This is the problem description, or the description that explains the nature of the request and specifically identifies what type of information is needed. Note that the requestor is advised to also provide suggested solutions, if available.
- Supporting documents
These documents may be site photos, design drawings, and other supporting files that can communicate the concern better to whoever is intended to receive the RFI.
How to write and send a construction RFI
1. Define your objective for writing an RFI
When writing an RFI, it is best practice to stick to one query per document. One RFI must, therefore, have a clear concern. Before you begin building your RFI, ask what specific issue you are trying to solve and what kinds of information you need in order to solve those issues.
You can be a property owner looking for potential solutions to a construction issue, or you can be a contractor trying to request more information as you were given an incomplete design plan. You may also be a subcontractor asking the general contractor for details about the contact information of the property owner, which you may subsequently need when filling out your mechanics lien form.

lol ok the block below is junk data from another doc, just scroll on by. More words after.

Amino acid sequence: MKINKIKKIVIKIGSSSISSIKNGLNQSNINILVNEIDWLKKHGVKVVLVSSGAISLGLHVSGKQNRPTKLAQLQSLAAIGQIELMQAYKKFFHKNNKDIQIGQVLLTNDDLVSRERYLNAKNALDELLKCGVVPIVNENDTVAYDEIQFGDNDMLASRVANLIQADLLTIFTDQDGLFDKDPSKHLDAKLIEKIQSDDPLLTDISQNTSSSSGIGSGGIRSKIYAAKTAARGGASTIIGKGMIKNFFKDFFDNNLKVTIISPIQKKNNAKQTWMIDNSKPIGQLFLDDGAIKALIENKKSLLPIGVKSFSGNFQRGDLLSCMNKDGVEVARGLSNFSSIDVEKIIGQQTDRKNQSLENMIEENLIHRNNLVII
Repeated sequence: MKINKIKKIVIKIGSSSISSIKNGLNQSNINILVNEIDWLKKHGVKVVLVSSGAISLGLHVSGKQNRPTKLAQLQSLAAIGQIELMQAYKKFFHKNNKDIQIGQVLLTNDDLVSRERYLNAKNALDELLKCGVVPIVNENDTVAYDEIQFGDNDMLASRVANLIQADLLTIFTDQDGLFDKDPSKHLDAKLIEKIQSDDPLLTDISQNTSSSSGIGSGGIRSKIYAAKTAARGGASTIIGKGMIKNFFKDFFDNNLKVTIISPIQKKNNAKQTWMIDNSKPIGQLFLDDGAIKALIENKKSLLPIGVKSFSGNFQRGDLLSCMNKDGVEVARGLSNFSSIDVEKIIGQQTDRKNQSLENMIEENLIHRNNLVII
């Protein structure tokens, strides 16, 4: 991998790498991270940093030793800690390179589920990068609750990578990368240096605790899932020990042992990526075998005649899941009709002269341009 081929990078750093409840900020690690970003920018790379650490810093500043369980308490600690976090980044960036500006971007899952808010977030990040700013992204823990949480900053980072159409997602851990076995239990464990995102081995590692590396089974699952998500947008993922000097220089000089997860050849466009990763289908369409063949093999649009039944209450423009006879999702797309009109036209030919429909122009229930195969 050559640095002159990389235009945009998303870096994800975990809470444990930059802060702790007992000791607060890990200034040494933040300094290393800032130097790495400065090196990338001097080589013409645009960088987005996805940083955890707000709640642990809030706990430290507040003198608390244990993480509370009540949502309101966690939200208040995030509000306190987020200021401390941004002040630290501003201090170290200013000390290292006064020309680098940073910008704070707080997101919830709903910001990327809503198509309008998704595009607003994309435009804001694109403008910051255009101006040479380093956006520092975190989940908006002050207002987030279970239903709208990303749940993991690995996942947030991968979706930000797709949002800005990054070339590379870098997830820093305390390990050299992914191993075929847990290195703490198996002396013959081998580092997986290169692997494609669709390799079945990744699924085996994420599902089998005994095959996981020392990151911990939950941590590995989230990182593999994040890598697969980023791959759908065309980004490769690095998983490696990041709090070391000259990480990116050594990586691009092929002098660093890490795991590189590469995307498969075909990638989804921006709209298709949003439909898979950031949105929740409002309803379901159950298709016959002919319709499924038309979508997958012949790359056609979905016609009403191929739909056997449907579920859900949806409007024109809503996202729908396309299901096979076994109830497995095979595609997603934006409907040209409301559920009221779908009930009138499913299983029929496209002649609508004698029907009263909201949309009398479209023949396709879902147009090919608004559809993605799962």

Be clear with your goal and what details you need from the recipient of your RFI.
2. Write as many specific details as you can
The point of an RFI is not only for you to receive the information that you need, but also for the other party to clearly understand your reasons for requesting such information. Be specific with what type of response you seek, and provide as many details as possible.
Details may come in the form of supporting documents, including site photos or design drawings. If you are sending an RFI to recommend some modifications to existing plans, you may also include the potential changes in cost as well as the justification for your recommendation.